Monday blues? Fill your ears with this lot.
Muse – ‘Drones’
We called the new Muse album ‘tactless and crass’, saying that Matt Bellamy’s trio are ‘stuck in a glam-rock rut’. If that hasn’t put you off, you can stream it from today. Read our full review.
Of Monsters And Men – ‘Beneath the Skin’
Perhaps we’re still buzzing from Vienna 2015, but this second LP by the Icelandic band feels a bit Eurovision. Mumford-inspired folk-pop stomping has become increasingly popular over the last few years, and while no one does euphoric bombast as winningly as OMAM, compared to their debut this is short on energy and memorable tunes. More than nul points, but it’s no ‘Waterloo’. James Manning
Daughn Gibson – ‘Carnation’
Daughn Gibson’s 2013 album ‘Me Moan’ was a bizarre-but-brilliant mash-up of electronica, country and doomy alt rock. It sounds like he’s spent the two years since sharpening his songwriting skills and listening to loads of ’80s synthpop. The highlights here (‘Shatter You Through’ is essential) smack of Japan, Duran Duran and ‘Avalon’-era Roxy Music: another weirdly fitting addition to Gibson’s sonic smorgasbord. James Manning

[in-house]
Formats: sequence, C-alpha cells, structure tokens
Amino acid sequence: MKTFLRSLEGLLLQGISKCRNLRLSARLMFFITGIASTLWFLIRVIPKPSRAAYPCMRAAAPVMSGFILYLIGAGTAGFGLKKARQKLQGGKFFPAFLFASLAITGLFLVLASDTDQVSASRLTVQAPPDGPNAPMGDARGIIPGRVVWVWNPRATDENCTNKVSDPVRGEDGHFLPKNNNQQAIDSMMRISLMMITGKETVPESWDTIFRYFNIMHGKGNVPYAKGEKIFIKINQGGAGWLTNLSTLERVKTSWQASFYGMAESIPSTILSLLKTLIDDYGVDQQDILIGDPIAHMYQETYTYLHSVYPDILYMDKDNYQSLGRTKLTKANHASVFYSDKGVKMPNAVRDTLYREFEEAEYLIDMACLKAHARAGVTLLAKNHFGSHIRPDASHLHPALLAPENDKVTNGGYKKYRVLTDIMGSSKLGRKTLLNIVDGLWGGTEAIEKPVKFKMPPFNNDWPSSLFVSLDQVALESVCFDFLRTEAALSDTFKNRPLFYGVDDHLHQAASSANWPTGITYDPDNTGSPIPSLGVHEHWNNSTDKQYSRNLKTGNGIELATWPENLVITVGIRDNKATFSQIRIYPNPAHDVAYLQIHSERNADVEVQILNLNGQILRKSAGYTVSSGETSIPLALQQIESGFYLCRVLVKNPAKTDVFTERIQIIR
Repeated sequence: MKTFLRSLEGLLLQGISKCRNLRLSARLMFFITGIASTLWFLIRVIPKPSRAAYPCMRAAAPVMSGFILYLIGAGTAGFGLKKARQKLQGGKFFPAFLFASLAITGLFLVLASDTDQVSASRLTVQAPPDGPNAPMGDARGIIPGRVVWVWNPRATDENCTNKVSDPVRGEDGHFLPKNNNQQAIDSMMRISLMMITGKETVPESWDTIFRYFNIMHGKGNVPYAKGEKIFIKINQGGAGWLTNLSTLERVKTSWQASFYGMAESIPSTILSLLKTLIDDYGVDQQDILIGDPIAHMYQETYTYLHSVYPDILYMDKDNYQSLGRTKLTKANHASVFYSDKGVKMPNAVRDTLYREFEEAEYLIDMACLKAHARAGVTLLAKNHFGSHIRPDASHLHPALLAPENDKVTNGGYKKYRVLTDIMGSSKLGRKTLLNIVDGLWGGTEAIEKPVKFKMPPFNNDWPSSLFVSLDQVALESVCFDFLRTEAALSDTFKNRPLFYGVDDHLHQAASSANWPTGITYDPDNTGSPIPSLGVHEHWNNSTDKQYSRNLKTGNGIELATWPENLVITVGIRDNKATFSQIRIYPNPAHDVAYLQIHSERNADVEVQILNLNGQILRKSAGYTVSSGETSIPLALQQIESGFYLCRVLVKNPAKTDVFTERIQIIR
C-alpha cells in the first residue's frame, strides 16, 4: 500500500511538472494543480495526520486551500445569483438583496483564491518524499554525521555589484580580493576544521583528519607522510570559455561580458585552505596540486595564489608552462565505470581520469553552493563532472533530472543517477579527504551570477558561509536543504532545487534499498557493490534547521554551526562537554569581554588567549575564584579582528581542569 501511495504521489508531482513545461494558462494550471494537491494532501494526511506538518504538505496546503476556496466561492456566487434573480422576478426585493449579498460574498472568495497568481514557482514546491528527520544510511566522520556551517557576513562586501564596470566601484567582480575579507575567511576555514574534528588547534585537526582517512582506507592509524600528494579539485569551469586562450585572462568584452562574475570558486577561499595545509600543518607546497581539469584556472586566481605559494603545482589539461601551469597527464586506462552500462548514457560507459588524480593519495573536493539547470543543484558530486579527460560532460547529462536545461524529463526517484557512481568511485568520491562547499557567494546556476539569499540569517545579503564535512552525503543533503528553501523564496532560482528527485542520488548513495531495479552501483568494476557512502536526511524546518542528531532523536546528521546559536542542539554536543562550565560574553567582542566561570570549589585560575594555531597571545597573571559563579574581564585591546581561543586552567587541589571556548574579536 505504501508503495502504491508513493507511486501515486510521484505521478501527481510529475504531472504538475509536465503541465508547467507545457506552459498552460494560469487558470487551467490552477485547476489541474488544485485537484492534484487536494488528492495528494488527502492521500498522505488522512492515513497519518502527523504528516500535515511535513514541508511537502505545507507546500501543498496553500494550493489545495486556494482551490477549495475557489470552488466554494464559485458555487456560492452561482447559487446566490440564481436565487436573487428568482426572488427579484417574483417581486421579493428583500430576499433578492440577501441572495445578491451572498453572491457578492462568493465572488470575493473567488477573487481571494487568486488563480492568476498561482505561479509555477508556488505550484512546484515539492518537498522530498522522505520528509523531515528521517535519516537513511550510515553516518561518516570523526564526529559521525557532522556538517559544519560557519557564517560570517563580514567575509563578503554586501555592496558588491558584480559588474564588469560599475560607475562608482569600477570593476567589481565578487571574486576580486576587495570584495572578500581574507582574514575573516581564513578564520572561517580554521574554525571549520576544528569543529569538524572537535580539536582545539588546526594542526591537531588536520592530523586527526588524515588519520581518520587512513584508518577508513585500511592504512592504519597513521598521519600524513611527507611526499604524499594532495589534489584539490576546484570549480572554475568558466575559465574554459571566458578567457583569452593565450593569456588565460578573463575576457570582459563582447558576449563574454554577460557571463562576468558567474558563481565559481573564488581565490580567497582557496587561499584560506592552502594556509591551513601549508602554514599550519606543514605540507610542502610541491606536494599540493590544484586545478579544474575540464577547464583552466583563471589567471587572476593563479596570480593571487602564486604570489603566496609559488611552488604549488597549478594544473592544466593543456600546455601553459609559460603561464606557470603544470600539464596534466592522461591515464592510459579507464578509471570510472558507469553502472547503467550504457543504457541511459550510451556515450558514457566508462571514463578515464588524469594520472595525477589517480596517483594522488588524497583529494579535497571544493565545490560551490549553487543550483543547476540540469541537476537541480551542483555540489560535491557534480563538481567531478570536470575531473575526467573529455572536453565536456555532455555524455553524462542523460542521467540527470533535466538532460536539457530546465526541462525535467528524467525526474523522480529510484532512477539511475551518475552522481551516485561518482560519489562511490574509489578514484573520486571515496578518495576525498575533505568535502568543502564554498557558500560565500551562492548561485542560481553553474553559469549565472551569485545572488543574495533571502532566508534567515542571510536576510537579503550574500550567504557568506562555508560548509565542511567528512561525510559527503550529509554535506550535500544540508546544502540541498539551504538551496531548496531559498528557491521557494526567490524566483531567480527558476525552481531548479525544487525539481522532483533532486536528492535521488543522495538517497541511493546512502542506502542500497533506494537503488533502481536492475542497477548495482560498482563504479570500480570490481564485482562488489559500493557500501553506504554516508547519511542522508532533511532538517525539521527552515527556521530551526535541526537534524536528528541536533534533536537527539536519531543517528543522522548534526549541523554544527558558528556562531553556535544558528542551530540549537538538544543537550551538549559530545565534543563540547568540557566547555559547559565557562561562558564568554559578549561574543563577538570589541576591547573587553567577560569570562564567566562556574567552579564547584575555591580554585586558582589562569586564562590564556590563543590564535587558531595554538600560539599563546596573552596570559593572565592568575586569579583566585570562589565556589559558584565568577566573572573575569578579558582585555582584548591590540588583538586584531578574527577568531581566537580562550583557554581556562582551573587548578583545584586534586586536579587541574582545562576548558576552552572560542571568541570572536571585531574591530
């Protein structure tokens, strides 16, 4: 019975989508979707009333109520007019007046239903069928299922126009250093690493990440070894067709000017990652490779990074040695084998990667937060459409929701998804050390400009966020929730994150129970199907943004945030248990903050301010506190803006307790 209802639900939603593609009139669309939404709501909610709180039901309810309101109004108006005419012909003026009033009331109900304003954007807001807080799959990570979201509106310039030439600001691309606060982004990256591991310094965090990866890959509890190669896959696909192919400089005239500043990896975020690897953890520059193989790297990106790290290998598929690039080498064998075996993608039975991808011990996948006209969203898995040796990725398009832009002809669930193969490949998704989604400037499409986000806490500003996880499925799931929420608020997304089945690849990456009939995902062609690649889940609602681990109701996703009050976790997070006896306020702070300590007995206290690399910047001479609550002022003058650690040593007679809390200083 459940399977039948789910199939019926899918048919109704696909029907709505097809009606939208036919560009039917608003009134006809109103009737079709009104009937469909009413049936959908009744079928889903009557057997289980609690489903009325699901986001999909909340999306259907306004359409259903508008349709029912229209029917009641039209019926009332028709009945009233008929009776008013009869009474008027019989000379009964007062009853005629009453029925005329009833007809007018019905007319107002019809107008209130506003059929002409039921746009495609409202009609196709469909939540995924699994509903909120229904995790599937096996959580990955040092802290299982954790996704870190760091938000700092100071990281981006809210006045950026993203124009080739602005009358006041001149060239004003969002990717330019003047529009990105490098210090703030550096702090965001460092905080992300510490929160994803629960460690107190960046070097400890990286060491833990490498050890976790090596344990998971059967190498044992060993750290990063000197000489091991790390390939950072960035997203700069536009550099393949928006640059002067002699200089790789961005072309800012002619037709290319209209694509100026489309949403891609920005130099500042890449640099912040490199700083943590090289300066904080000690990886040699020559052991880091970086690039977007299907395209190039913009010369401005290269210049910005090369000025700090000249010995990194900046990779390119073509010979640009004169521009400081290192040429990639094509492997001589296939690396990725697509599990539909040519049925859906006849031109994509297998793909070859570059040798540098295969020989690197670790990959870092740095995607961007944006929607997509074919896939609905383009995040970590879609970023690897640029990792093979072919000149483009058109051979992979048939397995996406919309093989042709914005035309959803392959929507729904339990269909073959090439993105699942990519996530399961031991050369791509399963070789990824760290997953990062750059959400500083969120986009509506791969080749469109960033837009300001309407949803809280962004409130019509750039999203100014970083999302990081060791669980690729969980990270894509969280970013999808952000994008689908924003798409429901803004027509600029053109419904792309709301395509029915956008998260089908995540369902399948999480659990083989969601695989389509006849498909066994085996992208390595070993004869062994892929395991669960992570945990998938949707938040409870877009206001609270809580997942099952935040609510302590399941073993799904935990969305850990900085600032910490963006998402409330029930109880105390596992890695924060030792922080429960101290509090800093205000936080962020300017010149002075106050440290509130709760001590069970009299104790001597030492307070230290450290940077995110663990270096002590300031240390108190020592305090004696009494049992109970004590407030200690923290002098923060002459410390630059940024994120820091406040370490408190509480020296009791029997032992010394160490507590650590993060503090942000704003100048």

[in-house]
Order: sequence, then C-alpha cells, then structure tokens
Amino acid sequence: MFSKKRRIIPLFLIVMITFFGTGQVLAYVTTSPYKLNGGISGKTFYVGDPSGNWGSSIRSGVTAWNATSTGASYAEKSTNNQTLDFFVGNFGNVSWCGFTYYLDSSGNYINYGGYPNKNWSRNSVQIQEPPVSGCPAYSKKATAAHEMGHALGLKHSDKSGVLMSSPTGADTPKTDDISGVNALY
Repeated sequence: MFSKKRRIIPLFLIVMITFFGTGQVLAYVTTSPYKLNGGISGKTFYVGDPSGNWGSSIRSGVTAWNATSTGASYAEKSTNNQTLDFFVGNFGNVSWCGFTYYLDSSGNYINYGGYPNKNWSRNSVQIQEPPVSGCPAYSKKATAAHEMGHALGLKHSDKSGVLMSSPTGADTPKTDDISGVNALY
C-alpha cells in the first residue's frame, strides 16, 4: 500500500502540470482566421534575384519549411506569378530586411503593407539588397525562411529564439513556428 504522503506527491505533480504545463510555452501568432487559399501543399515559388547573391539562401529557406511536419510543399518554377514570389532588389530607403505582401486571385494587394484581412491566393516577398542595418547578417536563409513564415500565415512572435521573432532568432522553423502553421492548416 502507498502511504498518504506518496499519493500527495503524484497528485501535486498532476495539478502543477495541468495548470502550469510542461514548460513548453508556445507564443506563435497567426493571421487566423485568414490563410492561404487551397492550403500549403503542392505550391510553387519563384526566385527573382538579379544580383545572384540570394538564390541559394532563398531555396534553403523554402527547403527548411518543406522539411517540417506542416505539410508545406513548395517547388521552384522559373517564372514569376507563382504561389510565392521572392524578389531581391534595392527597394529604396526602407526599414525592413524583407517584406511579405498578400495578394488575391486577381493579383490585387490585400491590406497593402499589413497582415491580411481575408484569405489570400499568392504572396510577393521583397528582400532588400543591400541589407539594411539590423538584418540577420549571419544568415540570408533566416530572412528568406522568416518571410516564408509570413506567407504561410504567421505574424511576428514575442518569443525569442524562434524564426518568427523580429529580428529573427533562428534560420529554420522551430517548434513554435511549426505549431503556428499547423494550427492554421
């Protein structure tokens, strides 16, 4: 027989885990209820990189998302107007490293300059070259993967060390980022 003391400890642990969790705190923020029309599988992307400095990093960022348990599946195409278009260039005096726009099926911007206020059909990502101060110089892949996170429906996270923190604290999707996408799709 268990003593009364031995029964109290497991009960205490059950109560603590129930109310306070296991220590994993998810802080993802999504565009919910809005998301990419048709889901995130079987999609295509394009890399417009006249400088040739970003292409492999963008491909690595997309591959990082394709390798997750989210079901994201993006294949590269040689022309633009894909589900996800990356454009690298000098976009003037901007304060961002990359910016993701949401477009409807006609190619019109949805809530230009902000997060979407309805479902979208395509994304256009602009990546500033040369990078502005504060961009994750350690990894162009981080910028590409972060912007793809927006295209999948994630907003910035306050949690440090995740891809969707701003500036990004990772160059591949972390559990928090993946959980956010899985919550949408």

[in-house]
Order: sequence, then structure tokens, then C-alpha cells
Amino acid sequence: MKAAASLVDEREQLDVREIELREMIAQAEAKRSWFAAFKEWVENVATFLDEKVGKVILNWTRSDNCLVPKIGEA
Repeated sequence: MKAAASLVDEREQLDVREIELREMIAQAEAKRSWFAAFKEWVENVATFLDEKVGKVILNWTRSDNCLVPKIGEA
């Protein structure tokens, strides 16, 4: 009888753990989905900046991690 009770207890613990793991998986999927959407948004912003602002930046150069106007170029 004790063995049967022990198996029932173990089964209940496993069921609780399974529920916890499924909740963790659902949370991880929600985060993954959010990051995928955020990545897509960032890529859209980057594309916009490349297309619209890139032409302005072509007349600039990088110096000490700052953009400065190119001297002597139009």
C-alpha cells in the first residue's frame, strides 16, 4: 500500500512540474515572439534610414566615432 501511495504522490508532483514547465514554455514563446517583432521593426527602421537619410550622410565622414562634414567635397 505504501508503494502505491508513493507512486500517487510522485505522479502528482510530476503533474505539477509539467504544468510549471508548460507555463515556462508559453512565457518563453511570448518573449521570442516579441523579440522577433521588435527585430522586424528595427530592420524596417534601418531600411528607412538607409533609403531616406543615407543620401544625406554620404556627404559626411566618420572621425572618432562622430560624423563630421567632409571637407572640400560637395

FFS – ‘FFS’
Congratulations on the name, if nothing else. This Franz Ferdinand/ Sparks mash-up sets out its stall with the song ‘Collaborations Don’t Work’. On the evidence, they’re right. The tone is pure Sparks; FF contribute some indie guitars, but since the Mael brothers have never been shy of a stonking riff, they seem a bit redundant. This town is more than big enough for the both of ’em, just not in the same room. Chris Waywell
Spectrasoul – ‘The Mistress’
The London drum and bass duo return with 13 tracks to prove that one of dance music’s most enduring genres can still be as brave and invigorating as during its ’90s heyday. ‘The Mistress’ tempers brutal sonic touches with cinematic soundscapes and deliciously soulful vocals, demonstrating the depth left in D&B. Jonathan Cook
Leftfield – ‘Alternative Light Source’
This is only the third album from the dance dons who achieved a ’90s landmark with ‘Leftism’. A lot has changed over the last two decades on the playing field – and Leftfield… well, not so much. There are some fiery hints of their classic, moody bangers (check out the title track and ‘Little Fish’) but a fair few cuts sound like ‘Leftism’ outtakes. Tristan Parker
Read more of the latest Time Out album reviews.